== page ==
Biblical Egypt by R. David Pogge

Appendix B - Passover and Exodus

Section B.1 - The Real Story

Most of what Americans know about Passover and the Exodus is based on the 1956 movie, “The Ten Commandments.” Therefore, most of what people know about Passover and the Exodus is wrong.

According to the movie, Moses was raised by the daughter of Ramesses I. He was a prince who became a great general in the Egyptian army. The truth is, Moses was not an Egyptian prince, and he never commanded the Egyptian army.

When Moses was 40 years old, he killed an Egyptian who was mistreating a Hebrew slave, and fled to Midian. That’s one of the few things in the movie that is true.

According to the movie, when Moses returned 40 years later, Ramesses I had died and Moses’ “brother,” Ramesses II was on the throne. Since Ramesses II was the son of Ramesses I, he would have been Moses’ uncle, not his brother—if the movie were true; but the movie isn’t true. The sibling rivalry between Moses and Ramesses II is pure fiction.

There are other oral traditions about the Hebrews’ time in Egypt, with little or no evidence to back them up. These fictional accounts are not consistent with what is known from archeology. The true story can be found by correlating biblical history with the history modern Egyptologists have pieced together from tomb paintings and ancient papyri.

Biblical chronology puts the Exodus at roughly 1446 BC. There are several respected Egyptian chronologies, which differ slightly from each other; but they all say Ramesses I started the 19th Dynasty approximately 1290 BC, about 156 years after the Exodus. Comparing biblical and Egyptian chronologies tells us that the Exodus happened near the beginning of the 18th Dynasty.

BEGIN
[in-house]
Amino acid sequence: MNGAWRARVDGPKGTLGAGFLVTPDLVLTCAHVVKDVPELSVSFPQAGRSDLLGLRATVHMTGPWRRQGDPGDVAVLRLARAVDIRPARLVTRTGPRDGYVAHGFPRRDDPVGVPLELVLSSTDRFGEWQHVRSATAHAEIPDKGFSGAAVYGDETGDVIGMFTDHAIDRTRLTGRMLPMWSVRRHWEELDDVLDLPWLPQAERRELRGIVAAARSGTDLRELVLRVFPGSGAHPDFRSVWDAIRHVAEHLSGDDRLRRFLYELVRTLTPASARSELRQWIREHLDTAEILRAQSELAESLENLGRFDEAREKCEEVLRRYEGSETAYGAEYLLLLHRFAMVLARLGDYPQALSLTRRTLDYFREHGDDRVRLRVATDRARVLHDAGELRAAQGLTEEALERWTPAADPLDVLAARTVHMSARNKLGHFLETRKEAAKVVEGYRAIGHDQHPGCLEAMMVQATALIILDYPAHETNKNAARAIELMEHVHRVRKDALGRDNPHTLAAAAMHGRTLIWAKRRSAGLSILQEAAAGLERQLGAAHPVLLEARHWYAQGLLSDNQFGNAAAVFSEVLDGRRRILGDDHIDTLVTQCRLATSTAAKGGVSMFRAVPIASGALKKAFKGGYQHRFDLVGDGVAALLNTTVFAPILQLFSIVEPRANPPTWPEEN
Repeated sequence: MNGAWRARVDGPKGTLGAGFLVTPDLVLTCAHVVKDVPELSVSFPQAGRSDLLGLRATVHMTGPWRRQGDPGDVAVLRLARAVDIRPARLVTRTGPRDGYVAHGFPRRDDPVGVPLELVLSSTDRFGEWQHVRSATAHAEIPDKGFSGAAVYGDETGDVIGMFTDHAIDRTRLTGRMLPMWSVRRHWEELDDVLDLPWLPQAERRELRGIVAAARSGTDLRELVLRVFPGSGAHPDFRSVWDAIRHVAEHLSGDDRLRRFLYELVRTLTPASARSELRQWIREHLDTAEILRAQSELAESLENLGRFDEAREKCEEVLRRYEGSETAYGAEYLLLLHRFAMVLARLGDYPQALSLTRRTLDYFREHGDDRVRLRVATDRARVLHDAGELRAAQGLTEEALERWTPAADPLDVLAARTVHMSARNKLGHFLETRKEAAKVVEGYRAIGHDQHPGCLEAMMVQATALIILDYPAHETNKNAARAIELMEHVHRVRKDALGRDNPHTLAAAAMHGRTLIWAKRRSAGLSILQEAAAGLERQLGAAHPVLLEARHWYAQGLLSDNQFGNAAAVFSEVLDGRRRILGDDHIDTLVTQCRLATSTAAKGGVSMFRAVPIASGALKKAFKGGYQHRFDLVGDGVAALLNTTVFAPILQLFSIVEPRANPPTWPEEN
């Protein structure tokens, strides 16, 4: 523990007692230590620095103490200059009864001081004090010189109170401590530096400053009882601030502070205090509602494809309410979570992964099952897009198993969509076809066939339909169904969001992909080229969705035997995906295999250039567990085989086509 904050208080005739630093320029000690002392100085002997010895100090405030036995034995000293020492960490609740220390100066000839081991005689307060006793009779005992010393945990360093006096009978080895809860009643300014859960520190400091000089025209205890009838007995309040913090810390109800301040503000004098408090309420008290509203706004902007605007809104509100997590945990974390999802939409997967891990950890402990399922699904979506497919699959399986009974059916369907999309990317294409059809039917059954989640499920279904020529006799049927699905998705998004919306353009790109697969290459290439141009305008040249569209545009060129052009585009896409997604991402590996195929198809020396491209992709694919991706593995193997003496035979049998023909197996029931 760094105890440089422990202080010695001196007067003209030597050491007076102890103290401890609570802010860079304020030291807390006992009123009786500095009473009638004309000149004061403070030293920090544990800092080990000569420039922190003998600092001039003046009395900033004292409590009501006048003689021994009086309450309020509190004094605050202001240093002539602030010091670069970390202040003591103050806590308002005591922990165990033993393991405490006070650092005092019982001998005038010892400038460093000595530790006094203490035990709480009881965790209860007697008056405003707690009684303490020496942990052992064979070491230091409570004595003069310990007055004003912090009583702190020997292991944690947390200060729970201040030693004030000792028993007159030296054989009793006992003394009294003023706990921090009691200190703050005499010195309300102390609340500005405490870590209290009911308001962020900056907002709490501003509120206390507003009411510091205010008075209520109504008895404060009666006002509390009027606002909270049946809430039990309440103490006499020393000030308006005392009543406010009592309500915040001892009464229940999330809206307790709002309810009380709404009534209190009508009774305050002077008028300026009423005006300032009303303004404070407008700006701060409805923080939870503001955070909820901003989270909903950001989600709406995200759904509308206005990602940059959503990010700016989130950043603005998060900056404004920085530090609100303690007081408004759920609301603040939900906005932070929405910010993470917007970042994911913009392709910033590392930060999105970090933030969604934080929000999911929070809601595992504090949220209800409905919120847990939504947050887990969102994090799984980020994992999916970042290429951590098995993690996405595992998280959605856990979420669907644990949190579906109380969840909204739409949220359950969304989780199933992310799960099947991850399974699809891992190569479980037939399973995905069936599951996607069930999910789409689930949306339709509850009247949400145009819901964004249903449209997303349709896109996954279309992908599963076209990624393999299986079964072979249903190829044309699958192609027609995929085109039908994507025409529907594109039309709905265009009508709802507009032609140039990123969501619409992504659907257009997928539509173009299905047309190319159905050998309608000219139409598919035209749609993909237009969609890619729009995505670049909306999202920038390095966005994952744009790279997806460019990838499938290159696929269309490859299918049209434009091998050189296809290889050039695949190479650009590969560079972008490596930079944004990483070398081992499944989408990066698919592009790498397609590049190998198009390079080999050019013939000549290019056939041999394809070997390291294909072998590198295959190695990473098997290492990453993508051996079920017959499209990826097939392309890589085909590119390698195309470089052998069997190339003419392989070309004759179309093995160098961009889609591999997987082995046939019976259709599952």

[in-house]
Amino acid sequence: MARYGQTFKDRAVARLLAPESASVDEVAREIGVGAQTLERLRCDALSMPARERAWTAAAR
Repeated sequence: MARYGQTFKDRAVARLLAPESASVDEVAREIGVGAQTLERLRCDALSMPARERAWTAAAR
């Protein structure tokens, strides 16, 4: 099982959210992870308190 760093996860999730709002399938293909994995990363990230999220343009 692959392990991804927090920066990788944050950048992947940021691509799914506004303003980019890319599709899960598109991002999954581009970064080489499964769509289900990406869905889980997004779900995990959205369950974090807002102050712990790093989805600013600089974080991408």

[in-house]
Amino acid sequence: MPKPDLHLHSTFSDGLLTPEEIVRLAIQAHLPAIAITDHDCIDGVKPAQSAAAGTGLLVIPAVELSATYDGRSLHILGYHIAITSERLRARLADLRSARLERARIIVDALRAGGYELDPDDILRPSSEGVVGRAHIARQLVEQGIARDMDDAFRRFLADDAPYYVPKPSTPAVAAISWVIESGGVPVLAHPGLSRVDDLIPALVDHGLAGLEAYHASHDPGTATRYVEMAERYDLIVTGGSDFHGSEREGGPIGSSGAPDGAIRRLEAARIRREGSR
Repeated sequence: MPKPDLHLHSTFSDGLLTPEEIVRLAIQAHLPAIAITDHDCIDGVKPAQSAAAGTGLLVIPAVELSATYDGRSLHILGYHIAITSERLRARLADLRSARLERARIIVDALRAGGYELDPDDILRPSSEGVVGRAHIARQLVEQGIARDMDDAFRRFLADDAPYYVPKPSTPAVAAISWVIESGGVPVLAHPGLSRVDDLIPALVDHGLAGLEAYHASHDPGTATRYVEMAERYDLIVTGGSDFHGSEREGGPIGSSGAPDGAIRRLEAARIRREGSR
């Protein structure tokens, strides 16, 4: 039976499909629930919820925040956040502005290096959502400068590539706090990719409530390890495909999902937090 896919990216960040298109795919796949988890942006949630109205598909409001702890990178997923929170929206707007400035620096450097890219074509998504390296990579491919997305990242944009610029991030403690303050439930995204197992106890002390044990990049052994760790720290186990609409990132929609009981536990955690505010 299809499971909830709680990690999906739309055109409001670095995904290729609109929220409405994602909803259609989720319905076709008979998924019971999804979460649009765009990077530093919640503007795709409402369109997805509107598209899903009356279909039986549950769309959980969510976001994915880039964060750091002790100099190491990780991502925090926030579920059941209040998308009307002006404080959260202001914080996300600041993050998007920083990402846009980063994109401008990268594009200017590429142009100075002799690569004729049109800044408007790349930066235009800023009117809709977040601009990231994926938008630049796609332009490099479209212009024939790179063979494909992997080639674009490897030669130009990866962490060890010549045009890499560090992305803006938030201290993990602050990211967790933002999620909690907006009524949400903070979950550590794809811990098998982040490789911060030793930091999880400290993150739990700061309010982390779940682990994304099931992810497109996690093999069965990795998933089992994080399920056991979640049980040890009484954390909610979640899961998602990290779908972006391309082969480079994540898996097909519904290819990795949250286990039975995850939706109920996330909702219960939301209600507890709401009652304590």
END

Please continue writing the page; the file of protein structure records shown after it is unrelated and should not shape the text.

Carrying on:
Although the published dates aren’t precise enough for us to tell which pharaoh was in power when the Exodus happened, scholars now know enough about the 18th Dynasty pharaohs, their wives and their children, that we can figure it out.

Here’s the whole story of how the Hebrews came to live in Egypt, were enslaved, then freed from bondage, and how Passover commemorates their Exodus:

Egyptians are descendants of Noah’s son, Ham—but during the Second Intermediate Period (the 13th through 17th Dynasties) Egypt was ruled for 212 years by foreigners. For the last 90 years of this period, they were ruled by the Hyksos. The Hyksos were descendants of Noah’s son, Shem. (The descendants of Shem are called, “Semites.”)

The Second Intermediate Period is a part of their history the Egyptians wanted to forget. They tried to pretend that it never even happened. They destroyed everything they could that reminded them of the Second Intermediate Period as soon as it ended. That’s why not much is known from Egyptian sources about the names of the Hyksos pharaohs and what they did.

The Bible tells us that Joseph was one of twelve sons of a Hebrew (a Semite) named Israel. Joseph was a slave in Egypt during the Second Intermediate Period. God gave the pharaoh a dream which nobody but Joseph could interpret. Joseph told the pharaoh that the dream predicted seven years of prosperity followed by seven years of famine. This allowed the pharaoh to use the seven years of plenty to prepare for the seven years of famine.